Kirkus (Kirkus Reviews, 1993)
At a time when streetlamps are lit by hand, Peppe lives in New York's Little Italy. With Mamma dead, Papa ill, and seven sisters at home, times are hard; the tradespeople Peppe asks for work all turn him down. So when the lamplighter asks the boy to take his place while he goes back to Italy, Peppe is overjoyed; at first, each lamp he lights is a wish for his family--that Assunta "learns good English in school," that Giulia marries well, that Nicolina finds work. But Papa is bitterly disappointed--"Did I come to America for my son to light the streetlamps?" Discouraged, Peppe leaves the lamps dark one night, only to learn that little Assunta has depended on the light to come home. Thus Peppe regains his self-respect--and Papa's approval. The economically told narrative gracefully incorporates many details of the setting, which is also splendidly realized in Lewin's luminous paintings. Peppe's lamps shine bravely in a tenement world where both night and interiors are dark, while clothing and street scenes arc also somber. Lewin's characterizations are subtle and telling; in his splendid compositions, the dramatic interplay of light and dark intensify the story's message of hope. A beautiful, moving book. 1993
adicionado por kthomp25 | editarKirkus (May 14, 1993)
 
Deborah Stevenson (The Bulletin of the Center for Children's Books, May 1993 (Vol. 46, No. 9))
Peppe is a young boy living "a long time ago when there was no electricity and the streetlamps in Little Italy had to be lit by hand." Due to his father's illness Peppe must work to help support his motherless family, and he eventually finds a job lighting those streetlamps. Peppe is dismayed when his father denigrates the job as menial street work, but eventually his youngest sister causes him and his father to regain pride in his work. The story avoids sentimentality in favor of simplicity and a touch of lyricism (when Peppe lights the lamps he imagines each one to be a "small flame of promise for the future"); Peppe's quiet quest for familial respect and pleasure in his work is touching and rhythmically written. The early-American city scenes are dark but have a nice period luminescence in the myriad street and table lamps, and the earth-toned watercolors lend the bustling streets and interiors of Little Italy an air both somber and lively. This is a pleasing kid-centered slice of history that possesses a warmth and dignity to which contemporary youngsters will relate. R--Recommended. (c) Copyright 1993, The Board of Trustees of the University of Illinois. 1993, Lothrop, 32p, $13.93 and $14.00. Ages 5-8 yrs.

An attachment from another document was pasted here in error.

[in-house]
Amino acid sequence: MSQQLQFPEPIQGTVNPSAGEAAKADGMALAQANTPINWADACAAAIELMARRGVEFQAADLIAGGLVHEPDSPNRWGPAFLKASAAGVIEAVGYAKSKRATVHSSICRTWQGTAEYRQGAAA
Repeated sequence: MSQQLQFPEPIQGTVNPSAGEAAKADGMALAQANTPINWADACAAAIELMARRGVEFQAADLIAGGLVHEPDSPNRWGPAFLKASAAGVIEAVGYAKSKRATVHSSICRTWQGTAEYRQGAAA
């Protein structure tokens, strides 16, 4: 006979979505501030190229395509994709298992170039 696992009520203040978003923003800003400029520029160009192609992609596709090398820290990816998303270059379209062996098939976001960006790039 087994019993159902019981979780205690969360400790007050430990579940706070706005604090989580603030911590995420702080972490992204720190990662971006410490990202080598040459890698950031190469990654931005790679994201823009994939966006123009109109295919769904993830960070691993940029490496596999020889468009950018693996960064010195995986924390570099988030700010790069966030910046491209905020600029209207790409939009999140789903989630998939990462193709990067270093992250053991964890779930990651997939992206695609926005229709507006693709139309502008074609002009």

adicionado por kthomp25 | editarThe Bulletin of the Center for Children's Books, Deborah Stevenson (May 1, 1993)
 

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Nome do autorFunçãoTipo de autorObra?Status
Elisa Bartoneautor principaltodas as ediçõescalculado
Lewin, TedIlustradorautor secundáriotodas as ediçõesconfirmado
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To the American Dream --TL
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A long time ago when there was no electricity and the streetlamps in Little Italy had to be lit by hand, Peppe lived in a tenement on Mulberry Street.
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Peppe's father is upset when he learns that Peppe has taken a job lighting the gas street lamps in his New York City neighborhood.